ON Boxing Day 1914, a letter appeared in the Pocklington Weekly News. It was signed simply 'eye witness, supply column, Army Service Corps', and related a remarkable story of coolness under fire on the western front.

The letter described the exploits of 'Yorkshire Billy': Pocklington farmworker William Hardy, who had joined the Wolds Wagoners, a reserve army transport unit of 1200-odd skilled wagon drivers raised by Sir Mark Sykes of Sledmere House.

"Dear Sir - I wish to bring to your notice the deeds of one of your local residents now at the front," the letter began.

"On several occasions he has been under heavy shell fire, and on one particular occasion whilst taking supplies to the firing line, the column was shelled very heavily.

"'Yorkshire Billy', as we call him, was in the rear of the column, when the order was passed back for all waggons (sic) to keep a certain distance apart and proceed at the trot.

"Everybody got to the specified distance and trotted off, leaving Billy alone to follow on, but thinking more of his horses than the shells, (he) calmly kept to the walk and although shells were bursting all around his waggon, not 100 yards away, Billy simply smiled and started whistling 'The girl I left behind me'.

"I may say that it takes a brave man to keep calm under such heavy shell fire as we sometimes get here. Before this occasion, the Yorkshire Waggoners were always laughed at but I can tell you "Yorkshire Billy" has distinguished himself with his comrades."

York Press:
 Wolds Wagoners at Sledmere Station in 1914

The man who came to be known as Yorkshire Billy actually hailed originally from Norfolk.

"Agriculture was more buoyant in Yorkshire than East Anglia in the late 19th and early 20th centuries, and Billy Hardy was one of numerous young men who trekked north in search of work and settled in East Yorkshire," says Phil Gilbank of the Pocklington & District History Group, which has been researching the Wagoners.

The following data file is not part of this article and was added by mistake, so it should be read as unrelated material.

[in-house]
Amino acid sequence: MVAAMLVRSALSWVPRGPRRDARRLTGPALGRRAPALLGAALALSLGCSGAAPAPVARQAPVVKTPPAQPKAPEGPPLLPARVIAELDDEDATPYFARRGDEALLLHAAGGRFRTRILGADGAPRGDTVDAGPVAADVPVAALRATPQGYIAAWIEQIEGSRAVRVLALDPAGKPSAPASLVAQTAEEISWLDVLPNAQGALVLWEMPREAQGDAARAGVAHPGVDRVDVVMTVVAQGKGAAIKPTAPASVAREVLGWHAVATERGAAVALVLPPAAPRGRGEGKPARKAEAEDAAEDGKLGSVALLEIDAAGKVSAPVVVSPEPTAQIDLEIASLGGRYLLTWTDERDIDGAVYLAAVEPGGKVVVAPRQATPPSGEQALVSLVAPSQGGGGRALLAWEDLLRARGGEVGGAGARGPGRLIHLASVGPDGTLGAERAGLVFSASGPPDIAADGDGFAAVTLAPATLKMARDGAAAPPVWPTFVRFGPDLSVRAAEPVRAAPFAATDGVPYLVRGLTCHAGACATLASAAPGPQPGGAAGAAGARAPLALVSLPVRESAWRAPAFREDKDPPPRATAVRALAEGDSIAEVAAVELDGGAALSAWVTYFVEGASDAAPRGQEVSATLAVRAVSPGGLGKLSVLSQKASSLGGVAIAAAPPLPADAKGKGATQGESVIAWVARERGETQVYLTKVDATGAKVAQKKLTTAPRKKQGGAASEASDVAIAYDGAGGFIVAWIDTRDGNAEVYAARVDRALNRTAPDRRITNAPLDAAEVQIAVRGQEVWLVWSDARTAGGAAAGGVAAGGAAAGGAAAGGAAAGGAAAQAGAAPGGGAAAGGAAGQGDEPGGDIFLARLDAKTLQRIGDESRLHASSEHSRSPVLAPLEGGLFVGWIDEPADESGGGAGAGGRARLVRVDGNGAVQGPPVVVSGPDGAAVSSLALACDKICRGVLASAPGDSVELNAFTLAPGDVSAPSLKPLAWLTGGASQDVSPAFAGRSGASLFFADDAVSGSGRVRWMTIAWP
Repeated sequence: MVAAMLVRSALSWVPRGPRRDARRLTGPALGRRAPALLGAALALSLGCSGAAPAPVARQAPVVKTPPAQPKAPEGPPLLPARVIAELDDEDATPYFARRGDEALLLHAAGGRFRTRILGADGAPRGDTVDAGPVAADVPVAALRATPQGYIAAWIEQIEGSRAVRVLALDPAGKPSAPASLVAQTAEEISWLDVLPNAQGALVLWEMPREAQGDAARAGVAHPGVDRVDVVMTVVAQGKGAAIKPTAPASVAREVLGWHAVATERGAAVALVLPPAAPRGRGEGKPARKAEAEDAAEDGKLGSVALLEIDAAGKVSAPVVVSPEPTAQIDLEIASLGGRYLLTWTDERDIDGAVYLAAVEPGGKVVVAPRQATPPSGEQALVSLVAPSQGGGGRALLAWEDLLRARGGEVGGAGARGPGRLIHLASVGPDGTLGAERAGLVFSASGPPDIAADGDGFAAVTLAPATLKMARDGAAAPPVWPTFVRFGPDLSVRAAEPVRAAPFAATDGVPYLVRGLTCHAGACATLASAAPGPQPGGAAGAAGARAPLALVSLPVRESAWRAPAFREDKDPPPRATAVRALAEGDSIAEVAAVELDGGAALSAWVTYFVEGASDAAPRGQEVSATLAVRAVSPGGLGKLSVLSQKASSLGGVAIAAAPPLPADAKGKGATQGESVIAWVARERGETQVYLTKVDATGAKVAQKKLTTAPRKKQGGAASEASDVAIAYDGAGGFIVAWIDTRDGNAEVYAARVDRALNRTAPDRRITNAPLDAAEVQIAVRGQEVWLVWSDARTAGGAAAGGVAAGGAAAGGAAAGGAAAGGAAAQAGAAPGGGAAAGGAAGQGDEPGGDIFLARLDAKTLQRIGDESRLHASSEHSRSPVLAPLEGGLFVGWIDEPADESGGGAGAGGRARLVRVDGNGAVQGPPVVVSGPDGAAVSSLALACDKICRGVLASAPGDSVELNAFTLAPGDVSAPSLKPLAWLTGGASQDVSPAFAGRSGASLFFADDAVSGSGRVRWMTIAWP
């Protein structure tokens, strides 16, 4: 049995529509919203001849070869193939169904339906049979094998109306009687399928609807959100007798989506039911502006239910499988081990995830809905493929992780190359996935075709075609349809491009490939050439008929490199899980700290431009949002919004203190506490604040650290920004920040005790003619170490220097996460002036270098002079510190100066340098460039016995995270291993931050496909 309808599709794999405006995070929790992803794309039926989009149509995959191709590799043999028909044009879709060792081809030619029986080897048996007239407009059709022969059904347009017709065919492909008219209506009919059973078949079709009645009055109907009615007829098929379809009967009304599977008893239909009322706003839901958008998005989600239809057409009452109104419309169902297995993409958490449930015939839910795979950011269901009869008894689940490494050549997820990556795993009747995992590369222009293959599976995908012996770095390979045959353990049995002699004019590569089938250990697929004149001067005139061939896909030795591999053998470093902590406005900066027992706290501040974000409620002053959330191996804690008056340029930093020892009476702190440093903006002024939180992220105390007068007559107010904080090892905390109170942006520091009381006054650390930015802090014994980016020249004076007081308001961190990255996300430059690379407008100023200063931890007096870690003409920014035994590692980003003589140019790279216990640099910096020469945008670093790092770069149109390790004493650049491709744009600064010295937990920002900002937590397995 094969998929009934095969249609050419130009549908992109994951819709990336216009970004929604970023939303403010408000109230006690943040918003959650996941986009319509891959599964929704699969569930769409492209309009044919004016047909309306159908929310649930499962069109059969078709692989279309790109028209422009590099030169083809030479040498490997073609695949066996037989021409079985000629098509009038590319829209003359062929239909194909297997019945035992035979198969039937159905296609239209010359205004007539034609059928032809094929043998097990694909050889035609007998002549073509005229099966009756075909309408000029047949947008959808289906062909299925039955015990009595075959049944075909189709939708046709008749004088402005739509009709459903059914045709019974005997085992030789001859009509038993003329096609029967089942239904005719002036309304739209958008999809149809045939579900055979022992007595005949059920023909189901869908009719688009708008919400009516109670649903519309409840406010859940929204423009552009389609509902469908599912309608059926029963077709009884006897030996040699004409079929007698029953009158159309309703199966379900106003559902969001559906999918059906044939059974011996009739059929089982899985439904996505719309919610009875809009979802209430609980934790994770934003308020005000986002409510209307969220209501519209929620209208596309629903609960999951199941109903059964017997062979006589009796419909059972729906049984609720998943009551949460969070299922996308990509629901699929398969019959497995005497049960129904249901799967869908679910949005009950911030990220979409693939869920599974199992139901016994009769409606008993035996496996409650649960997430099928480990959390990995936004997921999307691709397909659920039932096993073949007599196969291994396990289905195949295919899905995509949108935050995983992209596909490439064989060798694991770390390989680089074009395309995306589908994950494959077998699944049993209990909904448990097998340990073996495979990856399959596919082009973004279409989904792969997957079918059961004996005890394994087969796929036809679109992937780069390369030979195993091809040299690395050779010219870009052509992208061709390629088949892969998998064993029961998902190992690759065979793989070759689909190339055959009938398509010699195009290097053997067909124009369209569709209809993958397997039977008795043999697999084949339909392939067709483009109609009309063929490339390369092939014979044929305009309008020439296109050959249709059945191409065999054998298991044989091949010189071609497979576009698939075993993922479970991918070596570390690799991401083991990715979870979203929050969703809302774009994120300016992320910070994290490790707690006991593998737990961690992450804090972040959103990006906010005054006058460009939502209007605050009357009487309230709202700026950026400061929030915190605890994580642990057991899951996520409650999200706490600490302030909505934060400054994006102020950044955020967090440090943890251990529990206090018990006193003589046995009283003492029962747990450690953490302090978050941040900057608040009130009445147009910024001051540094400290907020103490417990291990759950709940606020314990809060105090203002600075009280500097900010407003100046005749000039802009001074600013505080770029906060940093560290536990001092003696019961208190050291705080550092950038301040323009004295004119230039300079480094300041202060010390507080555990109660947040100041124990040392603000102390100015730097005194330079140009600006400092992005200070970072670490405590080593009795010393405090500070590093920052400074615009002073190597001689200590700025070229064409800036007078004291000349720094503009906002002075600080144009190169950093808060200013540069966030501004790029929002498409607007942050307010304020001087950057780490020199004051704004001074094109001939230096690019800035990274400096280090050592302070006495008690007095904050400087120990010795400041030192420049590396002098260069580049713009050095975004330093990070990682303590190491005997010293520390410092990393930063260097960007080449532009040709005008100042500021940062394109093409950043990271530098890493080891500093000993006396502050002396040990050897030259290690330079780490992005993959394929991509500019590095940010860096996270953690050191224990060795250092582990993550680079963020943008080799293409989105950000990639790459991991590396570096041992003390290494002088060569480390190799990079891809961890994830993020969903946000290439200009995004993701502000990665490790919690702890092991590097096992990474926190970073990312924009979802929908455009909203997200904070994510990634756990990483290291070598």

According to his entry in Army Book 303, William Hardy was 20 years old at the time he signed up to the Wagoners in Pocklington in 1914. He was a small man - just five foot two inches tall, with light hair and grey eyes. But a photograph of him as a young man in uniform, standing beside his wife Ellen and daughters Rosie and Emily, shows him to have had a gaze of steely boldness. He wasn't a man you'd want to cross.

That letter in the Pocklington Weekly News on December 26, 1914, recorded another of 'Yorkshire Billy's exploits.

"When a German Officer's horse bolted, Billy was highly commended by the onlookers for the way in which he brought the horse to a standstill," the letter reported.

"The horse came down the road at a mad gallop, people running in all directions; Billy sighted the horse and making a firm stand in the road, heedless of the danger from shell and the horse... made a leap at its bridle; although dragged some considerable distance, he kept a firm hold on the horse's head and brought it to a standstill."

The letter ended with a bit of unashamed recruitment propaganda: "I think the village should be proud to have such a Hero representing them at the Front; so send us a few more like him, as the Drivers of the A.S.C. are proud to take him by the hand. 'Well done Yorkie' is their cry. "

Yorkshire Billie was just one of 1247 young farmworkers who served with The Wagoner's Special Reserve, to give the unit its official title, in the early part of the war.